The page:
Adesso Releases Beta of New Dev Platform
Adesso Systems has delivered a beta version of an integrated development environment
that allows programmers to create and deploy applications that inherently have
distributed and mobile capabilities.
The company's AdessoNOW Operating Environment Service (OE/S), built on
a software-as-a-service model, is designed to reduce the complexity of building
applications that can be distributed across Windows environments. Developers
can reportedly create both business and consumer applications in 30 minutes,
according to company officials.
"The idea is to provide a design capability that allows people to very
rapidly build apps that, right out of the box, can take advantage of the distributed
database layer built into the product. So if I can build an expense reporting
system on Saturday, I can replicate it out to all the users on Sunday,"
said John Landry, Adesso's chairman and CEO.
Other capabilities of the environment Landry believes will appeal to developers
are its replication and synchronization features that are delivered as a service.
The environment can deliver not only a range of different data file types to
remote users but its associated schema as well.
"Doing distributed is not just a matter of moving data. It is a matter
of synching and replicating the design, the access control, the content control
rules, and the schema of the database. It all has to be delivered in a synchronized
manner so that everyone gets the designed and schema changes just moments before
they get the data," Landry said.
AdessoNOW OE/S comes with its own bundled set of development tools. The tools
allow developers to create complete applications or just components that can
in turn be used with other Web-based components to create composite applications.
"The design objective is to make sophisticated development accessible
to mere mortals. So on a plane you can design and develop a portion of an application
that an administrator gives you rights to, and when you get off the plane you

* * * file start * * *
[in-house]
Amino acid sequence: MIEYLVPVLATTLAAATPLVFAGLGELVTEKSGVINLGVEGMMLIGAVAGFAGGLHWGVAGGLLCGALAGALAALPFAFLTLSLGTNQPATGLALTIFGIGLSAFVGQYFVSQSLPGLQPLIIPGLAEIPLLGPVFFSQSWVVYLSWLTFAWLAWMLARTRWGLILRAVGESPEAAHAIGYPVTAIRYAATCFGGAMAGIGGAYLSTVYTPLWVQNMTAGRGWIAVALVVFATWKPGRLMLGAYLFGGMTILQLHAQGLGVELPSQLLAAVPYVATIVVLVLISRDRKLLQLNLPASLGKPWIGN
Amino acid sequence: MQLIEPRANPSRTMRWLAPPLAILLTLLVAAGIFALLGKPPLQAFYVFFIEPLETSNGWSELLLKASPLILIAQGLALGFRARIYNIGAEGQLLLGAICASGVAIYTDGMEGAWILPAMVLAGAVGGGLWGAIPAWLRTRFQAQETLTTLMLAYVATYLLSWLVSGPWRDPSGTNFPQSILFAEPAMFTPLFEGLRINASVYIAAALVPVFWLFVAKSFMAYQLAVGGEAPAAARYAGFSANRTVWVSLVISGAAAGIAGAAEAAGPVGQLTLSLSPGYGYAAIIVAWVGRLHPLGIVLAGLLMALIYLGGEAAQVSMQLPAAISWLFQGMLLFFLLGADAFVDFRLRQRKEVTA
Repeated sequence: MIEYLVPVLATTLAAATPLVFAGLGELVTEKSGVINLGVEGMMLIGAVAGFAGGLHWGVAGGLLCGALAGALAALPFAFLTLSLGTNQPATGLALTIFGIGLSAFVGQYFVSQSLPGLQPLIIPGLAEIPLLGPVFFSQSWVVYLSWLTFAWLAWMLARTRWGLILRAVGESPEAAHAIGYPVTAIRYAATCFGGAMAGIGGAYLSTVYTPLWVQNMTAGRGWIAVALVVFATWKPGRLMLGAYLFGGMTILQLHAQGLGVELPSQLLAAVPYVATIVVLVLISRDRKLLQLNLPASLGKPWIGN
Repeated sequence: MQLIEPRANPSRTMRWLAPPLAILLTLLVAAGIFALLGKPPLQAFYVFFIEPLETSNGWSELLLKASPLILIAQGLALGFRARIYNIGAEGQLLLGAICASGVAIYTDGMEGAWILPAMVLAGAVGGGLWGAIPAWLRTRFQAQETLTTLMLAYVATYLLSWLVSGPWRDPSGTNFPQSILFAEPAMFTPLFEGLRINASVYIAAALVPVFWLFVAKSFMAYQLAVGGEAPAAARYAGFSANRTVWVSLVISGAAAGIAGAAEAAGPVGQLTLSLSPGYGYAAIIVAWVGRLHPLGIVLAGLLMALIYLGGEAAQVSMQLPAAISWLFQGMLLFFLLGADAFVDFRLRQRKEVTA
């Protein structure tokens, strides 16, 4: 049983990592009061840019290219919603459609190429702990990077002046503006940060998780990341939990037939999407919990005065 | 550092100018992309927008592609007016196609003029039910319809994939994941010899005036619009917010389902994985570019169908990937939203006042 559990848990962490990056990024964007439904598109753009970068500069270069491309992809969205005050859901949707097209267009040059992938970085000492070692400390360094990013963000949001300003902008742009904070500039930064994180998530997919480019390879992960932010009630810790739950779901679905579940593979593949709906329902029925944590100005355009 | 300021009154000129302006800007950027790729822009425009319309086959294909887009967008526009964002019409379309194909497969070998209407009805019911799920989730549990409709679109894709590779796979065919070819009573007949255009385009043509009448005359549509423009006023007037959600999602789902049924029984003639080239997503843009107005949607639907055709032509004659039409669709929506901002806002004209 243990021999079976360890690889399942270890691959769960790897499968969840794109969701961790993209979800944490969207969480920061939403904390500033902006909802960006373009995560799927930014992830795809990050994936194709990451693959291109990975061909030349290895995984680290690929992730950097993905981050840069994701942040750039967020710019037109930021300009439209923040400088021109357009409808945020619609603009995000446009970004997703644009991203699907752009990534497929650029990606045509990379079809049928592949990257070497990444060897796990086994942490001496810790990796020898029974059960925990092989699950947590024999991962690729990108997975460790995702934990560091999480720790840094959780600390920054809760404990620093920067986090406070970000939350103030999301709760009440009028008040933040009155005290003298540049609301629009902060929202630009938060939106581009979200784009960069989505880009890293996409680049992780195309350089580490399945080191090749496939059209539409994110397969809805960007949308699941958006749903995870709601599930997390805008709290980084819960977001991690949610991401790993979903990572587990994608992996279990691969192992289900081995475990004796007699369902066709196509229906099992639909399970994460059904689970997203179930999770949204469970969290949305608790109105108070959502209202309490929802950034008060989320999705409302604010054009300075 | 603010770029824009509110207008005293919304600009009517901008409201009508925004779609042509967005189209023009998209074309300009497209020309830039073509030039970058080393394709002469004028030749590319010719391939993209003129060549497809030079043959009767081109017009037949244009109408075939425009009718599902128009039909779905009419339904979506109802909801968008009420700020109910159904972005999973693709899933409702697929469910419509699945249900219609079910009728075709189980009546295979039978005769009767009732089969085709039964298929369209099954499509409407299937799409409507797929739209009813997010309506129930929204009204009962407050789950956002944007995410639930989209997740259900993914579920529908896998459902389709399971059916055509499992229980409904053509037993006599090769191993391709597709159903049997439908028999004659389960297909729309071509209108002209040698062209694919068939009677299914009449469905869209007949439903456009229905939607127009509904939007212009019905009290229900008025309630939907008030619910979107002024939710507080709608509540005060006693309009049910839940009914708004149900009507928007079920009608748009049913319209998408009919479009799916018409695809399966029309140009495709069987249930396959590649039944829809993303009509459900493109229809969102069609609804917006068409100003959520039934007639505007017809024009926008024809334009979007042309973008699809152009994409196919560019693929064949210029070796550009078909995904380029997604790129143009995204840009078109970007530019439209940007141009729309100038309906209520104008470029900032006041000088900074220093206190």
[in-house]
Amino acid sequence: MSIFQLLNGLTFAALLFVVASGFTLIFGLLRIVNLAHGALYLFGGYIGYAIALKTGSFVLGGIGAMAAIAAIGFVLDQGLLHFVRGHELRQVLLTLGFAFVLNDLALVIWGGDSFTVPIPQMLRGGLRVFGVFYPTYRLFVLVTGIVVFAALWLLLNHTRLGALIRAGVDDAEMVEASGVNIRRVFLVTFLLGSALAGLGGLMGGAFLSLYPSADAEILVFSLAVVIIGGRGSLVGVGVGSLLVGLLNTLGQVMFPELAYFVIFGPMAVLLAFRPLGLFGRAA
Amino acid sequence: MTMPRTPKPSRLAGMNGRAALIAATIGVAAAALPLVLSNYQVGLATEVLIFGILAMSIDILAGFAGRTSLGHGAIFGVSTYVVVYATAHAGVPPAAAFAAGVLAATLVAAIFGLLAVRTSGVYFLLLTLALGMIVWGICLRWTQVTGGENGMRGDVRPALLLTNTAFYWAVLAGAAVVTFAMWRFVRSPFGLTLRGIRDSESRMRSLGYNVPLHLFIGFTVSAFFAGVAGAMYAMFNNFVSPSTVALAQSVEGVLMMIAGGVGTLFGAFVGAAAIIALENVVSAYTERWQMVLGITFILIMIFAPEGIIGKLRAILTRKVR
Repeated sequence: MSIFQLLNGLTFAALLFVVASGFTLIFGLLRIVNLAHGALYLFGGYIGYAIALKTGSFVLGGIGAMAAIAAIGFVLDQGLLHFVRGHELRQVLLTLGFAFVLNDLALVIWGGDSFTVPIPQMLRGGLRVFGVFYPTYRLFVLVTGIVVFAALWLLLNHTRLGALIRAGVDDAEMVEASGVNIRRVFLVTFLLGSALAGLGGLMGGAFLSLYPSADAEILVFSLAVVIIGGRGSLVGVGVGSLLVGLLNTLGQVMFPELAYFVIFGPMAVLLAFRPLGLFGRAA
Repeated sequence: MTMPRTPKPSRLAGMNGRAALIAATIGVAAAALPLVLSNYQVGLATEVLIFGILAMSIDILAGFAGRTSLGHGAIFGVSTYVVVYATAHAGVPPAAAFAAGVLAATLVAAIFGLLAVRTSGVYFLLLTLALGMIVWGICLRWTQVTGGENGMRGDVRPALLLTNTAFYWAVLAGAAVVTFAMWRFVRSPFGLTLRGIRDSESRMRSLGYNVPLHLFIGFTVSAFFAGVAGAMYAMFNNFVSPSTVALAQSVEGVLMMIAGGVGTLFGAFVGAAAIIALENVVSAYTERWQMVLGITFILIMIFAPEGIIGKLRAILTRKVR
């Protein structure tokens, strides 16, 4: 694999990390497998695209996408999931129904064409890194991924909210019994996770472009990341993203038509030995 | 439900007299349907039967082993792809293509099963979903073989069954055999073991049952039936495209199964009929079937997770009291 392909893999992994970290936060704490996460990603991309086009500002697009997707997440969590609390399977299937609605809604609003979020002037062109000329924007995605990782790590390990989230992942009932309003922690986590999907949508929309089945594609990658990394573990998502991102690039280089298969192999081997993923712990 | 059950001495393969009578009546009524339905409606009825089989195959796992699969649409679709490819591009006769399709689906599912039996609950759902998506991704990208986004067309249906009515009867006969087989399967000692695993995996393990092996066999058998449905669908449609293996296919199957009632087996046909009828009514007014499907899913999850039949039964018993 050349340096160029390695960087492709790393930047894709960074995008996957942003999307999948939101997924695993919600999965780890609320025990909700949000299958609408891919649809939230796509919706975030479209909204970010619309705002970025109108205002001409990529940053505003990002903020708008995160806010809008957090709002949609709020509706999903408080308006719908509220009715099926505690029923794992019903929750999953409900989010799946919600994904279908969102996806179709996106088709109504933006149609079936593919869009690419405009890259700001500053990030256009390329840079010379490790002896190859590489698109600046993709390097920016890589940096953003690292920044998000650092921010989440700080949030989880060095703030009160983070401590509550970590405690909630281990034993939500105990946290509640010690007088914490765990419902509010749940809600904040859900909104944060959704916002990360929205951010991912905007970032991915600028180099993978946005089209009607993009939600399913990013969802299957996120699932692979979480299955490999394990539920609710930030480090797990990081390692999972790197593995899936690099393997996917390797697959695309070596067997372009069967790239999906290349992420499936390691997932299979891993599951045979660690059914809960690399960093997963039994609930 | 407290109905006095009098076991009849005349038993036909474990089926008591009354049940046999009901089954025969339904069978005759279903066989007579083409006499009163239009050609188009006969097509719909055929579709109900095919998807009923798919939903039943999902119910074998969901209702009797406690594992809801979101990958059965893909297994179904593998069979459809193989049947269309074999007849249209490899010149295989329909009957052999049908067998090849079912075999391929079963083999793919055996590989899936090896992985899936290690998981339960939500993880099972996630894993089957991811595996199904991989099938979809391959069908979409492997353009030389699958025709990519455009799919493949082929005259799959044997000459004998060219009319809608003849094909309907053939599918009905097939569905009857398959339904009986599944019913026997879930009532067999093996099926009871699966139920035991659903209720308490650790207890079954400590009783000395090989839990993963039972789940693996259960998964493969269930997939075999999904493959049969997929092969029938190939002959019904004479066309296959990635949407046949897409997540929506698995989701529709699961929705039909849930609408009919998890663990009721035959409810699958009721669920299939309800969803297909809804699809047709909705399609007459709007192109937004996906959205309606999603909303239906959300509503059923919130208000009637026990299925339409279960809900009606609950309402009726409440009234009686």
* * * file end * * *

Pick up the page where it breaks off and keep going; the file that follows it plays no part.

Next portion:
can send those changes to all users and they receive them the next time they
synchronize," Landry said.
Adesso hopes its development platform and tools allow both novice and experienced
users to fly at "any altitude" they need to -- meaning they can
sculpt applications to exploit any specific layer of a given architecture. They
can also extend an application's capabilities through a number of different
languages including C#. The tool is compatible with Microsoft's .NET environment.
One systems integrator using Adesso's environment is Chicago-based Leverent.
The company is using it to track cattle for mad-cow inspection, and company
officials think it is well-suited for their needs because they are always conducting
their work in remote area where connectivity is either inconsistent or not available
The company intends to create custom applications it would then sell back to
its users, or it could host those applications for them and charge them a subscription.
The new development environment has its own file system, called the Distributed
File System, (DFS) that uses Windows-based files. Landry contends the system
has many of the capabilities of Microsoft's long-delayed Win/FS file system.
"At its core, WinF/S is a hybridization of database technology with files.
So the idea with Adesso is to allow distributed database functionality to be
attached to the file system, meaning I can correlate a file with a record in
the database," Landry said.
In concert with the OE/S announcement, the company also announced AppsNOW,
an online applications marketplace intended to encourage the creation of a community
for creating and extending applications using OE/S. The idea is to provide an
ecosystem that gives developers a place to sell applications they themselves
have created or to work in concert with other developers.
The new marketplace provides an infrastructure for development, hosting and
billing for a large number of developers working alone or in teams. The company
has also established the Adesso Forum where developers can seek advice from
more experienced developers on either technical or non-technical issues.
"This is a pure Web play. You can download the environment from the Web
for free, build the applications, and we'll give you a place back on the Web
to sell them. And if users download your app using our switch to do so, we'll
even send you the check. The idea is to let all the flowers bloom," Landry
Ed Scannell is the editor of Redmond magazine.